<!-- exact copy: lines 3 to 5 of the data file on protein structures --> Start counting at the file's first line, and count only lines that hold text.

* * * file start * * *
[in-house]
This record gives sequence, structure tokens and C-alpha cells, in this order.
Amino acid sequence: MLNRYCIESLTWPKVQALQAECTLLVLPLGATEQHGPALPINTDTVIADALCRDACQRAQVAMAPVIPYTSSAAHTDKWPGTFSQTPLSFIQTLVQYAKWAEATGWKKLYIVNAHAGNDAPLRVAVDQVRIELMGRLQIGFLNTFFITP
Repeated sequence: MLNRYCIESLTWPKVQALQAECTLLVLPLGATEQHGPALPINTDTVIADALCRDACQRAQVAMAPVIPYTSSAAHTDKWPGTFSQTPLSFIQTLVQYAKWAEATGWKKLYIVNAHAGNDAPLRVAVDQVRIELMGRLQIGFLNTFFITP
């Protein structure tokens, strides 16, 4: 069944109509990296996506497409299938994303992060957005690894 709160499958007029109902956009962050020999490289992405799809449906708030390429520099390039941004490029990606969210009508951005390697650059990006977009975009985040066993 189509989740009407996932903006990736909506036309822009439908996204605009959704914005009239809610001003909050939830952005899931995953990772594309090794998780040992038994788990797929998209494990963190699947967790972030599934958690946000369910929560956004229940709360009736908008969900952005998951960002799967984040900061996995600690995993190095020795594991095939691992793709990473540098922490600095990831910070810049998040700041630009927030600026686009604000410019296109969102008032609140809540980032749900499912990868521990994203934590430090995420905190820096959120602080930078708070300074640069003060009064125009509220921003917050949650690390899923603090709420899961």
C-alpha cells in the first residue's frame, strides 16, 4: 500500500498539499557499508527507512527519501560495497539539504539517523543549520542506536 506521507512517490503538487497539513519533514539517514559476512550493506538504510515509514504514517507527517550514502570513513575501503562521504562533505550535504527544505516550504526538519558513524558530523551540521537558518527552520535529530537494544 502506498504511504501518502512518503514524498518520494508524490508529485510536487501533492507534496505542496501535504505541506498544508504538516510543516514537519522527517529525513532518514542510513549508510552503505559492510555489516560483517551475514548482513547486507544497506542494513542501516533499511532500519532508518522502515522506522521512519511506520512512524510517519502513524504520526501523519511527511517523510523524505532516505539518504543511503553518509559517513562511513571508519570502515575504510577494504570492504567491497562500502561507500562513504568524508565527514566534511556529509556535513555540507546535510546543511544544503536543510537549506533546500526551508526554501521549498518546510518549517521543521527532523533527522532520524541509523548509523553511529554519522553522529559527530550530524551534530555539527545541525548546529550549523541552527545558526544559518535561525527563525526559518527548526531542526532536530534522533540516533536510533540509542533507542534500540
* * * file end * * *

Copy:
Amino acid sequence: MLNRYCIESLTWPKVQALQAECTLLVLPLGATEQHGPALPINTDTVIADALCRDACQRAQVAMAPVIPYTSSAAHTDKWPGTFSQTPLSFIQTLVQYAKWAEATGWKKLYIVNAHAGNDAPLRVAVDQVRIELMGRLQIGFLNTFFITP
Repeated sequence: MLNRYCIESLTWPKVQALQAECTLLVLPLGATEQHGPALPINTDTVIADALCRDACQRAQVAMAPVIPYTSSAAHTDKWPGTFSQTPLSFIQTLVQYAKWAEATGWKKLYIVNAHAGNDAPLRVAVDQVRIELMGRLQIGFLNTFFITP
């Protein structure tokens, strides 16, 4: 069944109509990296996506497409299938994303992060957005690894 709160499958007029109902956009962050020999490289992405799809449906708030390429520099390039941004490029990606969210009508951005390697650059990006977009975009985040066993 189509989740009407996932903006990736909506036309822009439908996204605009959704914005009239809610001003909050939830952005899931995953990772594309090794998780040992038994788990797929998209494990963190699947967790972030599934958690946000369910929560956004229940709360009736908008969900952005998951960002799967984040900061996995600690995993190095020795594991095939691992793709990473540098922490600095990831910070810049998040700041630009927030600026686009604000410019296109969102008032609140809540980032749900499912990868521990994203934590430090995420905190820096959120602080930078708070300074640069003060009064125009509220921003917050949650690390899923603090709420899961």